Errors VS. Varieties
What is the difference between an "error" and a "variety"?

In simple terms, a variety is created before any coins are struck.  The dies themselves
contain a anomaly or abnormality.   A doubled die is
not created as the coins are struck.  A
doubled die is created when the die itself is made.  Small dates, Wide AM's, repunched
mintmarks, and over mintmarks are the result of die changes or variations in the die.  The
Red Book defines a Die Variety as "
any minor alteration in the basic design of a coin".
An error is created as coins are struck.  Errors are usually the result of dies being used too
long.  When a die is used too long, die cracks, dropped letters, machine doubling,
laminations, filled-dies, BIE's, clashed dies and other errors occur.  Other forms of errors, like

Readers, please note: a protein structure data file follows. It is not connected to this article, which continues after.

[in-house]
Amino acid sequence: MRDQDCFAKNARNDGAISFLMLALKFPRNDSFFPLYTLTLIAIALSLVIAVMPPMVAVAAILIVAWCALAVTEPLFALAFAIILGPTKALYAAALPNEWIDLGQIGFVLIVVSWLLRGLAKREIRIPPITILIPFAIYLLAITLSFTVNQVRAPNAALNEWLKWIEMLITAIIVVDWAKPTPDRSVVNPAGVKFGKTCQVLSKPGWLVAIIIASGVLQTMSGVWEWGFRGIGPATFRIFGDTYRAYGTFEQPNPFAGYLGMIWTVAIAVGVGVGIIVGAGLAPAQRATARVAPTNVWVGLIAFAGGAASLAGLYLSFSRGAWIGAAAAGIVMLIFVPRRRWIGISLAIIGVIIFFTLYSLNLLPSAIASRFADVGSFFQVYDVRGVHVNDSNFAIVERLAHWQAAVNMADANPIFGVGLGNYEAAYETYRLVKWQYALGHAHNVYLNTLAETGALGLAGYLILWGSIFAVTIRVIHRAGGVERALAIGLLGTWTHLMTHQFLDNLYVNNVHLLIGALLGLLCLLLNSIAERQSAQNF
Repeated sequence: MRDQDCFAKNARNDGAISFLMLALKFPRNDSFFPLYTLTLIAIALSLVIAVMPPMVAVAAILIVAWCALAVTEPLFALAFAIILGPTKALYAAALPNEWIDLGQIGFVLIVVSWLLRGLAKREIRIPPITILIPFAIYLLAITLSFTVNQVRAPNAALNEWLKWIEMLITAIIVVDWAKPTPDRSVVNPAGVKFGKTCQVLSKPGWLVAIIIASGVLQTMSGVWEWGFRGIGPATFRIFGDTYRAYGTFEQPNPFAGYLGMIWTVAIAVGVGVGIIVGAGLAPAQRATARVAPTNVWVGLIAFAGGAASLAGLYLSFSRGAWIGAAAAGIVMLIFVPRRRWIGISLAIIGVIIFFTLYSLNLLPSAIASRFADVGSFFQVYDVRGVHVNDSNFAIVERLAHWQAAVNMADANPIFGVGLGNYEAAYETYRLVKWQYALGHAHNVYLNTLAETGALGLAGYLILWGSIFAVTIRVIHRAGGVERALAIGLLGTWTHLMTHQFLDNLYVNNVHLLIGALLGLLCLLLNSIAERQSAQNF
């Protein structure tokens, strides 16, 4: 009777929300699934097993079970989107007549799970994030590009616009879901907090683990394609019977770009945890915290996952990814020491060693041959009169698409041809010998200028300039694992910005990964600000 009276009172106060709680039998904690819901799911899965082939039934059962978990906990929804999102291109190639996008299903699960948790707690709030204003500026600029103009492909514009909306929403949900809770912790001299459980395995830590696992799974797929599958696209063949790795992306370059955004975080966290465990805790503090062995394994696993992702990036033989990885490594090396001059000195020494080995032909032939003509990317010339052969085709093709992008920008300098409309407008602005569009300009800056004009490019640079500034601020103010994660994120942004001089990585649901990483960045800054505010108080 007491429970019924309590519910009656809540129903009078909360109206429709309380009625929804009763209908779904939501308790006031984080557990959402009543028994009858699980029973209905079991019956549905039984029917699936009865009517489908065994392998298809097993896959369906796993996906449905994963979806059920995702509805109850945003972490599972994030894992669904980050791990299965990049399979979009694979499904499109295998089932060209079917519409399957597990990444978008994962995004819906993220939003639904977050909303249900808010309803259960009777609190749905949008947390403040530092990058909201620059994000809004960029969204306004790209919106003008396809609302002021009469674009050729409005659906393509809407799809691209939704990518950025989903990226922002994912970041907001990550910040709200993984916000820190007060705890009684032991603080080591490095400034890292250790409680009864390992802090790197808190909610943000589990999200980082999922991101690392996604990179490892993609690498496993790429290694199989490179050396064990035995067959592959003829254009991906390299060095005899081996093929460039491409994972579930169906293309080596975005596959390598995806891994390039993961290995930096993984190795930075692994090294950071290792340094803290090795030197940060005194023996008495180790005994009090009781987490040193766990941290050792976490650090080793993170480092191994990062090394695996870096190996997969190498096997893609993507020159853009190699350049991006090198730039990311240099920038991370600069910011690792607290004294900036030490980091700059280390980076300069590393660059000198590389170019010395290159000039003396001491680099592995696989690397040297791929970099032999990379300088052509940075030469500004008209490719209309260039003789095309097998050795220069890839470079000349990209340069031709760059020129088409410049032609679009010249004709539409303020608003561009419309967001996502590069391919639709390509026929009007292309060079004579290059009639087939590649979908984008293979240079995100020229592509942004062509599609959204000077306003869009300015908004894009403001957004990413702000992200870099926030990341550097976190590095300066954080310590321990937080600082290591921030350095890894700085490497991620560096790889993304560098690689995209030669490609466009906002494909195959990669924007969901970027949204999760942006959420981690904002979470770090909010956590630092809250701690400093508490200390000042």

blank planchets, off-center strikes, chain-strikes, and broadstrikes are the result of the die
not striking the coin correctly.   Errors are generally worth less than varieties.   The Red Book
defines an error as "
a mismade coin not intended for circulation".      
Take the 1995 doubled die for instance.  It is a die variety because there are thousands that
all contain the same characteristics.  If you look at "off-center" cents, there are also
thousands of these, but they do not have the same characteristics?  

Varieties are intentional and unintentional changes to dies before coins are struck.

Errors are unintentional mistakes or abnormalities made during striking.    

What about the 1922 No D (Plain)?
Many collectors consider the 1922 plain an error and not worth collecting.  Others feel that
Die Pair 2 is the only true variety because the D was removed form the die before striking,
while the other three die pairs are errors because they are caused by mint grease.  There is
no right or wrong answer. The question is, do you consider the coin worth collecting?